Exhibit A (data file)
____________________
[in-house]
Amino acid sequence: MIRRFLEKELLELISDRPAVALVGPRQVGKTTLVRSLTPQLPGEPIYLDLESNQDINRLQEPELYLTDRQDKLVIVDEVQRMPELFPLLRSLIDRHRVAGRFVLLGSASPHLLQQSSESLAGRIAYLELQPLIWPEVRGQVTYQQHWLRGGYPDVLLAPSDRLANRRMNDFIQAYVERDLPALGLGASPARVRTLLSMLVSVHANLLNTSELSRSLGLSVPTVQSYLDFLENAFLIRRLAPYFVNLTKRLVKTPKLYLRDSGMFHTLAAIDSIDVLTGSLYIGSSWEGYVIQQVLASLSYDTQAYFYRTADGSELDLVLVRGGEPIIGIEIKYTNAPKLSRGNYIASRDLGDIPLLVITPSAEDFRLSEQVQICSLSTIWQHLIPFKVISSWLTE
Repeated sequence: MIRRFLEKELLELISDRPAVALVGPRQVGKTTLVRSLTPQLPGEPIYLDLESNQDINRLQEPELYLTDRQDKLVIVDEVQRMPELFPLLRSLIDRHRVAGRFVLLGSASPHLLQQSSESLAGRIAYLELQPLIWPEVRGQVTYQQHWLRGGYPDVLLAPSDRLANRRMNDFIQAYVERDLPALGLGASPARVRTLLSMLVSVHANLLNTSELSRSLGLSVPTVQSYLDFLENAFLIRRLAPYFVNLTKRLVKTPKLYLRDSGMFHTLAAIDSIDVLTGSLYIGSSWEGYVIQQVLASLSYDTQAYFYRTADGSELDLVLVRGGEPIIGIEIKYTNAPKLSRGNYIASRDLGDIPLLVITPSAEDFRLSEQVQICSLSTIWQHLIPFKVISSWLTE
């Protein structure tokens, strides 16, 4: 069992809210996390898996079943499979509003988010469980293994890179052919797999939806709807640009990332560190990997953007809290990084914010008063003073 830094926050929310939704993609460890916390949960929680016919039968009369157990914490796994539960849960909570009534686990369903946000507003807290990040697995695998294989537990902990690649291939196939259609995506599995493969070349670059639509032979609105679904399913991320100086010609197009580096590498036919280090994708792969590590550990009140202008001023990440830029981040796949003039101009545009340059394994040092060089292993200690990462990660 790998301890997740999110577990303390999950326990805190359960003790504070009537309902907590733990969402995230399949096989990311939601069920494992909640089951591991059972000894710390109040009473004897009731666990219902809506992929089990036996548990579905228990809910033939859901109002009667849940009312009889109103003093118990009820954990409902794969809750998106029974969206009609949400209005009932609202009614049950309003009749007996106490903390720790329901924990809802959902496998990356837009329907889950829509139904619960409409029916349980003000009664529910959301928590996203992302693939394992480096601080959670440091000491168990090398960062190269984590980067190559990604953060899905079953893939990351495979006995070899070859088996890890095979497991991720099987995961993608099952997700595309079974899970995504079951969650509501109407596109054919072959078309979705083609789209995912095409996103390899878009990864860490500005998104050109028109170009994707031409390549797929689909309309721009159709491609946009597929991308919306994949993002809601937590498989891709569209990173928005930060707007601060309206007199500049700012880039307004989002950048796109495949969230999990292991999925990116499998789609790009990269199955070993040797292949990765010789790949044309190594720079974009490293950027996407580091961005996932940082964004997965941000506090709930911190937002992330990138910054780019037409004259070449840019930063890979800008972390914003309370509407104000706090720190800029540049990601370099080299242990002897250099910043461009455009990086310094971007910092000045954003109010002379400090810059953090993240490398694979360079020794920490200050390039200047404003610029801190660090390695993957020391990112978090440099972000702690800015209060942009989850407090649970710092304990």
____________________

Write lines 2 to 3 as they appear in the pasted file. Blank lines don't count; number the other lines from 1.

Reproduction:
Amino acid sequence: MIRRFLEKELLELISDRPAVALVGPRQVGKTTLVRSLTPQLPGEPIYLDLESNQDINRLQEPELYLTDRQDKLVIVDEVQRMPELFPLLRSLIDRHRVAGRFVLLGSASPHLLQQSSESLAGRIAYLELQPLIWPEVRGQVTYQQHWLRGGYPDVLLAPSDRLANRRMNDFIQAYVERDLPALGLGASPARVRTLLSMLVSVHANLLNTSELSRSLGLSVPTVQSYLDFLENAFLIRRLAPYFVNLTKRLVKTPKLYLRDSGMFHTLAAIDSIDVLTGSLYIGSSWEGYVIQQVLASLSYDTQAYFYRTADGSELDLVLVRGGEPIIGIEIKYTNAPKLSRGNYIASRDLGDIPLLVITPSAEDFRLSEQVQICSLSTIWQHLIPFKVISSWLTE
Repeated sequence: MIRRFLEKELLELISDRPAVALVGPRQVGKTTLVRSLTPQLPGEPIYLDLESNQDINRLQEPELYLTDRQDKLVIVDEVQRMPELFPLLRSLIDRHRVAGRFVLLGSASPHLLQQSSESLAGRIAYLELQPLIWPEVRGQVTYQQHWLRGGYPDVLLAPSDRLANRRMNDFIQAYVERDLPALGLGASPARVRTLLSMLVSVHANLLNTSELSRSLGLSVPTVQSYLDFLENAFLIRRLAPYFVNLTKRLVKTPKLYLRDSGMFHTLAAIDSIDVLTGSLYIGSSWEGYVIQQVLASLSYDTQAYFYRTADGSELDLVLVRGGEPIIGIEIKYTNAPKLSRGNYIASRDLGDIPLLVITPSAEDFRLSEQVQICSLSTIWQHLIPFKVISSWLTE